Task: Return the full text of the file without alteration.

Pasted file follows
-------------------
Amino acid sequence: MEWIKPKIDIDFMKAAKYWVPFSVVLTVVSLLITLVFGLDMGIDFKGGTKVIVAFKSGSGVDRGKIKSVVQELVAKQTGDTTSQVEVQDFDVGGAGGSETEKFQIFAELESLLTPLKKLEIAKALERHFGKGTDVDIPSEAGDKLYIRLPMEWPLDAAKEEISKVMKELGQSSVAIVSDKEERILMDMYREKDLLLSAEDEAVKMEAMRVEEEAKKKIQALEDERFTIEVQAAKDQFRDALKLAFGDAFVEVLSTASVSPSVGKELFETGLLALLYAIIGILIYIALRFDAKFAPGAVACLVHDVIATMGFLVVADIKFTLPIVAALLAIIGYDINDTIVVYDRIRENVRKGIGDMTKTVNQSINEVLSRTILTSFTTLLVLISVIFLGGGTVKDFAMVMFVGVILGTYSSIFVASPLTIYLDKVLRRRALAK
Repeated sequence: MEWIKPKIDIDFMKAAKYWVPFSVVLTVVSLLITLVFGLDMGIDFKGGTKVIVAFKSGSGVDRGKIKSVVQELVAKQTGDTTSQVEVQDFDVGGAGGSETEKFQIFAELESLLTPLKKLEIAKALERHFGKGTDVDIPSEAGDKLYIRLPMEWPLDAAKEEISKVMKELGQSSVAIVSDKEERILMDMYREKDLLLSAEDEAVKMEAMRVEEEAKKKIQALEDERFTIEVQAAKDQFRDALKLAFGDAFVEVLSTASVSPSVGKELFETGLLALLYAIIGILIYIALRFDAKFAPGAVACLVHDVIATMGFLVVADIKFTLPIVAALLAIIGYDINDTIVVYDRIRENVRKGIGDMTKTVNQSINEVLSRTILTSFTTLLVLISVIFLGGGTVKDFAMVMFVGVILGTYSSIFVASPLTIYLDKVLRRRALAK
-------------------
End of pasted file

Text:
Amino acid sequence: MEWIKPKIDIDFMKAAKYWVPFSVVLTVVSLLITLVFGLDMGIDFKGGTKVIVAFKSGSGVDRGKIKSVVQELVAKQTGDTTSQVEVQDFDVGGAGGSETEKFQIFAELESLLTPLKKLEIAKALERHFGKGTDVDIPSEAGDKLYIRLPMEWPLDAAKEEISKVMKELGQSSVAIVSDKEERILMDMYREKDLLLSAEDEAVKMEAMRVEEEAKKKIQALEDERFTIEVQAAKDQFRDALKLAFGDAFVEVLSTASVSPSVGKELFETGLLALLYAIIGILIYIALRFDAKFAPGAVACLVHDVIATMGFLVVADIKFTLPIVAALLAIIGYDINDTIVVYDRIRENVRKGIGDMTKTVNQSINEVLSRTILTSFTTLLVLISVIFLGGGTVKDFAMVMFVGVILGTYSSIFVASPLTIYLDKVLRRRALAK
Repeated sequence: MEWIKPKIDIDFMKAAKYWVPFSVVLTVVSLLITLVFGLDMGIDFKGGTKVIVAFKSGSGVDRGKIKSVVQELVAKQTGDTTSQVEVQDFDVGGAGGSETEKFQIFAELESLLTPLKKLEIAKALERHFGKGTDVDIPSEAGDKLYIRLPMEWPLDAAKEEISKVMKELGQSSVAIVSDKEERILMDMYREKDLLLSAEDEAVKMEAMRVEEEAKKKIQALEDERFTIEVQAAKDQFRDALKLAFGDAFVEVLSTASVSPSVGKELFETGLLALLYAIIGILIYIALRFDAKFAPGAVACLVHDVIATMGFLVVADIKFTLPIVAALLAIIGYDINDTIVVYDRIRENVRKGIGDMTKTVNQSINEVLSRTILTSFTTLLVLISVIFLGGGTVKDFAMVMFVGVILGTYSSIFVASPLTIYLDKVLRRRALAK